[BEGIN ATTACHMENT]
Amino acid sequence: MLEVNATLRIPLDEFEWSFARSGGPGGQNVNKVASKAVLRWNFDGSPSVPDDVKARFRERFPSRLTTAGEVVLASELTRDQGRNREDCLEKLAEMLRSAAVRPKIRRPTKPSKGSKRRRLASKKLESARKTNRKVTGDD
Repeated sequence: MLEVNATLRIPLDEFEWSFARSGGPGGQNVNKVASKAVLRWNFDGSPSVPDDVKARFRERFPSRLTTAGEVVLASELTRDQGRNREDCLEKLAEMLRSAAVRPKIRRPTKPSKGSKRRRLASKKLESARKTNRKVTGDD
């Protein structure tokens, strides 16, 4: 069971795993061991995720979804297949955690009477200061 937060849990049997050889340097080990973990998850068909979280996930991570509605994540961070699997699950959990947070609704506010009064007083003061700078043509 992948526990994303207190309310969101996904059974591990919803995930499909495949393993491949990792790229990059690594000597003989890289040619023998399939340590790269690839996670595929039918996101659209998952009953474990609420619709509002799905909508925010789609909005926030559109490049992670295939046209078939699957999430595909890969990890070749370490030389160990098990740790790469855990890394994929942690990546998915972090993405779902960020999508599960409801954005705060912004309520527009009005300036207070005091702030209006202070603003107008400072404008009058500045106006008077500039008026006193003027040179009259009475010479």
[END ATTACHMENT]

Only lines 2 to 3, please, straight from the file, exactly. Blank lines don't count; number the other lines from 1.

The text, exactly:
Repeated sequence: MLEVNATLRIPLDEFEWSFARSGGPGGQNVNKVASKAVLRWNFDGSPSVPDDVKARFRERFPSRLTTAGEVVLASELTRDQGRNREDCLEKLAEMLRSAAVRPKIRRPTKPSKGSKRRRLASKKLESARKTNRKVTGDD
């Protein structure tokens, strides 16, 4: 069971795993061991995720979804297949955690009477200061 937060849990049997050889340097080990973990998850068909979280996930991570509605994540961070699997699950959990947070609704506010009064007083003061700078043509 992948526990994303207190309310969101996904059974591990919803995930499909495949393993491949990792790229990059690594000597003989890289040619023998399939340590790269690839996670595929039918996101659209998952009953474990609420619709509002799905909508925010789609909005926030559109490049992670295939046209078939699957999430595909890969990890070749370490030389160990098990740790790469855990890394994929942690990546998915972090993405779902960020999508599960409801954005705060912004309520527009009005300036207070005091702030209006202070603003107008400072404008009058500045106006008077500039008026006193003027040179009259009475010479």